Website celebrates Black Male Engagement
A group on a training workshop at D-Town Farm, which is the largest urban farm in Detroit
Chris Wilson holding a workshop in Baltimore City Photo credit: Christy Zuccarini
A crop of collards at D-Town Farm, a seven acre organic farm on Detroit’s west side
Shaka Senghor signing a copy of one his books – Live In Peace: A Youth Guide to Turning Hurt into Hope – for a boy in Detroit
Shaka Senghor engaging with youth at a workshop in Detroit
Chris Wilson in his Baltimore City neighborhood Photo credit: Christy Zuccarini
Chris Wilson with Baltimore City business owner, Warren Savage, who has agreed to get involved in the Barclay Business School to help create jobs in his business for the underemployed and unemployed
Photo credit: Christy Zuccarini
Malik Yakini on D-Town Farm, a seven acre farm on Detroit’s west side that grows 37 organic crops.
Malik Yakini is passionate about good food. So much so that he is spearheading a drive in Detroit to combat, what he says, are many areas of the city being food deserts.
He is the co-founder and executive director of the Detroit Black Community Food Security Network, a coalition of organizations and individuals working together to build food security in the city’s urban community.
“In Detroit there is a serious lack of access to fresh and healthy food,” says 57-year-old Yakini, a former principle of an Afrocentric charter school. “As of 2007 all the major supermarkets were gone.”
“There are smaller independent grocery stores but the food is inferior and the selection is not as robust. In some cases the food is outdated and the stores are not even clean.”
In response, the Food Security Network operates the D-Town Farm, a seven-acre farm on Detroit’s west side that grows 37 organic crops. “The food from the farm is sold to local restaurants, farmers markets, individuals who visit the farm and the only black-owned grocery store in Detroit,” says Yakini.
“In addition, the coalition has a number of objectives such as promoting health eating, influencing public policy, encouraging co-operative buying and encouraging youth to pursue careers in agriculture or other food related careers.”
Yakini is just one of a growing network of black men committed to making their communities stronger by mentoring kids, starting businesses and engaging neighborhoods to make a difference.
What brings the men together is a groundbreaking initiative called BMe, or Black Male Engagement, pronounced “Be me.” The scheme, which operates in Baltimore, Detroit and Philadelphia, has more than 2,000 men engaged and hundreds more are expected to join the network.
The program, the brainchild of the Knight Foundation, oversees a web portal that gives like-minded men a platform to share their stories in writing or upload a 1 to 4-minute video testimonial of what they do to make their community stronger.
It is a unique opportunity to exchange ideas and resources as well as help others gets started.
“Most of us can quote what’s wrong but ignore the assets that black people are contributing to America,” says Trabian Shorters, vice president of Community Programs at the Knight Foundation.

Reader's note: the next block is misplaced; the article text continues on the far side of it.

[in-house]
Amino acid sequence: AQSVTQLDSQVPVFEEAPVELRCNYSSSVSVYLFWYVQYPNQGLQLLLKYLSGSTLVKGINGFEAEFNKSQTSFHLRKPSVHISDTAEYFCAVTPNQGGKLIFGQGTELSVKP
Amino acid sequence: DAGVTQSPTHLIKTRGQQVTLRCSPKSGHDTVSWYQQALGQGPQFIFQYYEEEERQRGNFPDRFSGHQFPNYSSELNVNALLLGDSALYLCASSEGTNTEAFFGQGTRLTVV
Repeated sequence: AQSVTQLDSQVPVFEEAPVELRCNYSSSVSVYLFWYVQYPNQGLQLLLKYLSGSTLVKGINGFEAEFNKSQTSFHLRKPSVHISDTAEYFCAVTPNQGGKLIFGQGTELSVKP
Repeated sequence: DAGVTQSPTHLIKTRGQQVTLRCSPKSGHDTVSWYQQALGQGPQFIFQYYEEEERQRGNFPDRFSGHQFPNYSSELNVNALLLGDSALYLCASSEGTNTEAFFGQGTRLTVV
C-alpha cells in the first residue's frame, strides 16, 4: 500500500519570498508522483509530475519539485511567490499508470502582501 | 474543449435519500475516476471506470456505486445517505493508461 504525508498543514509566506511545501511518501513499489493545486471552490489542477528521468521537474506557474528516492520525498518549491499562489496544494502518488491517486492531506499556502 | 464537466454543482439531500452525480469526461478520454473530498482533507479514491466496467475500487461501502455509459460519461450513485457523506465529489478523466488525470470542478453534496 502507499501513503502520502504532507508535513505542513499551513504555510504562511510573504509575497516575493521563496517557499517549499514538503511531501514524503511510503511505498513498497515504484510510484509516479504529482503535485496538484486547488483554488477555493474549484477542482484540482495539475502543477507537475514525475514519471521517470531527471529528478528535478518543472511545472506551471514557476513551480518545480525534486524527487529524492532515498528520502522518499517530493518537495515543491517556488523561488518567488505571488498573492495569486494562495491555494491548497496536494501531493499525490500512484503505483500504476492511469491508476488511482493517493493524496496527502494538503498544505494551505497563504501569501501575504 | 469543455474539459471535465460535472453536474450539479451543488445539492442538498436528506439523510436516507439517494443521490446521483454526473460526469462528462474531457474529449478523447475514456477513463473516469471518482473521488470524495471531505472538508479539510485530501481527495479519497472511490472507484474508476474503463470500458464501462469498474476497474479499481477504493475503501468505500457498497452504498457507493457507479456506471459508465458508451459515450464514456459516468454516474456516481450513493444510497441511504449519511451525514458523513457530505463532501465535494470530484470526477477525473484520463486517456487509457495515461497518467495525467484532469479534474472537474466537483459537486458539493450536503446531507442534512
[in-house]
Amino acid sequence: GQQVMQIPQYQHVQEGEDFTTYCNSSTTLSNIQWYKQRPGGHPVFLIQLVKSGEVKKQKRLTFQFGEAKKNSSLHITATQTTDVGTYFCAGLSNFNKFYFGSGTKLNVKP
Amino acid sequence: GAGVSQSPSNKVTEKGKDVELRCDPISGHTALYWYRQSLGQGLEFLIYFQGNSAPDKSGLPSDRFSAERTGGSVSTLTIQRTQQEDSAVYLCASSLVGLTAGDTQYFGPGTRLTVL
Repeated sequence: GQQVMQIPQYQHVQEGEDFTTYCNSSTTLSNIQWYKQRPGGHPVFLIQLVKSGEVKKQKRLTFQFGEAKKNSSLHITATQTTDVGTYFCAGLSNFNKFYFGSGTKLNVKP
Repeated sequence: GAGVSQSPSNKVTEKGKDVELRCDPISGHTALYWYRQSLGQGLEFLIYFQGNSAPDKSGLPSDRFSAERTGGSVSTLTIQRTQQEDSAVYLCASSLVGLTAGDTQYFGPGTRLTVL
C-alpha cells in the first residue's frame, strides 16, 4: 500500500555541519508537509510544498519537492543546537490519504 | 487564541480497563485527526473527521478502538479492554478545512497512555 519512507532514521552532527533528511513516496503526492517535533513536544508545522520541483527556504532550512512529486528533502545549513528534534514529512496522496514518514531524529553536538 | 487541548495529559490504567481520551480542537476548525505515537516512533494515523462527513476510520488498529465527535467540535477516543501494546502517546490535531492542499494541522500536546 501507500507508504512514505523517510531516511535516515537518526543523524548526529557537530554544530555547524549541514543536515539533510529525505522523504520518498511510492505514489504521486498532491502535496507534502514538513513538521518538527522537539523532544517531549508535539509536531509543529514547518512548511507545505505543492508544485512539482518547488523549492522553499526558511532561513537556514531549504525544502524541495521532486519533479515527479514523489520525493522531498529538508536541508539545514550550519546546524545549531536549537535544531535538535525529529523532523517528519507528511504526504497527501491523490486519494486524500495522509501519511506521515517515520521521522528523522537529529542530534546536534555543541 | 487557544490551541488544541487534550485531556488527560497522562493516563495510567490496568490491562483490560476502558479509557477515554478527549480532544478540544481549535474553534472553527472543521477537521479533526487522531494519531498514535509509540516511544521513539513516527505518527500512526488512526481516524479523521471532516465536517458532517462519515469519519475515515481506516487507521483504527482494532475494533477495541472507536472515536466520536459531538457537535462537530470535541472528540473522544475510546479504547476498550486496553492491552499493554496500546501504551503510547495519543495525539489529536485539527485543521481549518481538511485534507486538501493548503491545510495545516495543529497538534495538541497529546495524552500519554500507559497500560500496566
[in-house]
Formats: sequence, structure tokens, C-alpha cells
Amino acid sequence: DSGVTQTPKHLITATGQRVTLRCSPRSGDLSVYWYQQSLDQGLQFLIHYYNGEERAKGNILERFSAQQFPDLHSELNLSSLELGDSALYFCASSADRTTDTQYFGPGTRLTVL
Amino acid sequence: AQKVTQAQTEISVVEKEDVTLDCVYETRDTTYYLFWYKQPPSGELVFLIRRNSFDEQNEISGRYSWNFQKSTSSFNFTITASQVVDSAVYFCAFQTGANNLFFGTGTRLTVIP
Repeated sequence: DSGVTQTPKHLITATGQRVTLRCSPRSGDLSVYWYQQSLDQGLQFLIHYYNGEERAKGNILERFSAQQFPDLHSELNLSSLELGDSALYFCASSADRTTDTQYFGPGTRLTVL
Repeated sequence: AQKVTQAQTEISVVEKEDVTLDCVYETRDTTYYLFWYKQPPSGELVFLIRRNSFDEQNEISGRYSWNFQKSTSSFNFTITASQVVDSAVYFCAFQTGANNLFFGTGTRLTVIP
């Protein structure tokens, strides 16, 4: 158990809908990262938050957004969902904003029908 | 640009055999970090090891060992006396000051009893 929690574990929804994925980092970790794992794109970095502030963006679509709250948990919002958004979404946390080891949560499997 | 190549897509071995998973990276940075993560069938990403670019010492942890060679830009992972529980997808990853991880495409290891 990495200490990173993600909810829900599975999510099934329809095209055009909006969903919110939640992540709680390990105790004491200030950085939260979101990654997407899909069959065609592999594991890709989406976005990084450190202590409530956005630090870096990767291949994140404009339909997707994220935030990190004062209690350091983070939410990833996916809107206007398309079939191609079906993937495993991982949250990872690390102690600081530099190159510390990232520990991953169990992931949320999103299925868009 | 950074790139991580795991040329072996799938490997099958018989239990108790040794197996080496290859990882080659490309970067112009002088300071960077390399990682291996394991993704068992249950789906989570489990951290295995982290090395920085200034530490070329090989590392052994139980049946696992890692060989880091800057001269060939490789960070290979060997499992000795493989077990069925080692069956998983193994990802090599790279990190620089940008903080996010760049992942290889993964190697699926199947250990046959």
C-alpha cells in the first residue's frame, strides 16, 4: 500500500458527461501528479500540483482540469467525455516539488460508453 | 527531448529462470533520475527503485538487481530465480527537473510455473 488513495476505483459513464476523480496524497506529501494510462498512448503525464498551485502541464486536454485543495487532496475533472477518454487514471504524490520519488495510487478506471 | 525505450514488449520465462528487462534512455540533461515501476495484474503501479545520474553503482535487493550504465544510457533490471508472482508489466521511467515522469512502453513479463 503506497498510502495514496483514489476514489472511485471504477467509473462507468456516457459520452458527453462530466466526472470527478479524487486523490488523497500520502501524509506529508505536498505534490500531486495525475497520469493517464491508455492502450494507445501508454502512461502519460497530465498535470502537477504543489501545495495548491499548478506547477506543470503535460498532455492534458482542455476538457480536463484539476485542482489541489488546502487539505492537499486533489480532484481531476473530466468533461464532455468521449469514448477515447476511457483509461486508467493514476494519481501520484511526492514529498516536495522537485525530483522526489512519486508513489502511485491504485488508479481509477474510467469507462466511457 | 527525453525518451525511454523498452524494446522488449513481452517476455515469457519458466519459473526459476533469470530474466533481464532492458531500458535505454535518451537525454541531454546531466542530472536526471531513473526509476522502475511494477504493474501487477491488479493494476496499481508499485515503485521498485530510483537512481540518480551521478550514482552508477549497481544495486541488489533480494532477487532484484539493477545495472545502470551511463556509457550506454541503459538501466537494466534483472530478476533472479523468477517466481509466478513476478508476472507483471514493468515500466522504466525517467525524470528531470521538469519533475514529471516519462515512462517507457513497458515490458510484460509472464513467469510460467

“The initiative recognizes that many black men are invaluable assets to their community,” says Shorters. “People want to do good but it doesn’t make good news print.”
One of those men determined to make a difference is Chris Wilson, 34, an undergraduate at the University of Baltimore. In November 2012 he started the Barclay Business School to help local entrepreneurs scale up their businesses by hiring the unemployed and underemployed in Baltimore City.
“I wanted to help solve the social problem of unemployment in my neighborhood by helping people gain employment and enhance their skills,” says Wilson, who is studying for a second degree in Business Administration, with a specialization in Entrepreneurship.
“By creating a new model that addresses the needs of Baltimore city’s large low-skilled population [we] will not only serve as a benefit to businesses but to the community as well,” says Wilson. “The entrepreneurs also have an incentive because we work closely with them to develop their business models and access resources.”
BMe also provides grant money for some of these men’s efforts. Shaka Senghor, 40, an author, mentor and motivational speaker, is just one of the men who have received funding.
Senghor recently received a $25,000 BMe Leadership Award for his Live in Peace Digital and Literary Arts Project, which he founded in 2010 after his release from prison. It involves going into high schools in Detroit to coach high-risk youth on how to fully express their life stories across media.
He says the money will be used to buy new materials as well as expand the program. “I want to use my experience to help young people take a different route,” says Senghor, who now works as a BMe Community Support Manager. “I want to use my story of redemption as a catalyst to help others avoid the path I took as a youth.”
BMe is a simple idea. Black men have a chance to share their story, apply for a grant and everyone can nominate someone. Yet, in the midst of simplicity, Black Make Engagement is an incredibly powerful concept to encourage African-American men to inspire and be inspired.
BMe is backed by a partnership of leading foundations including the Knight Foundation, Open Society Foundations and Heinz Endowments.
Follow Kunbi Tinuoye on Twitter at @Kunbiti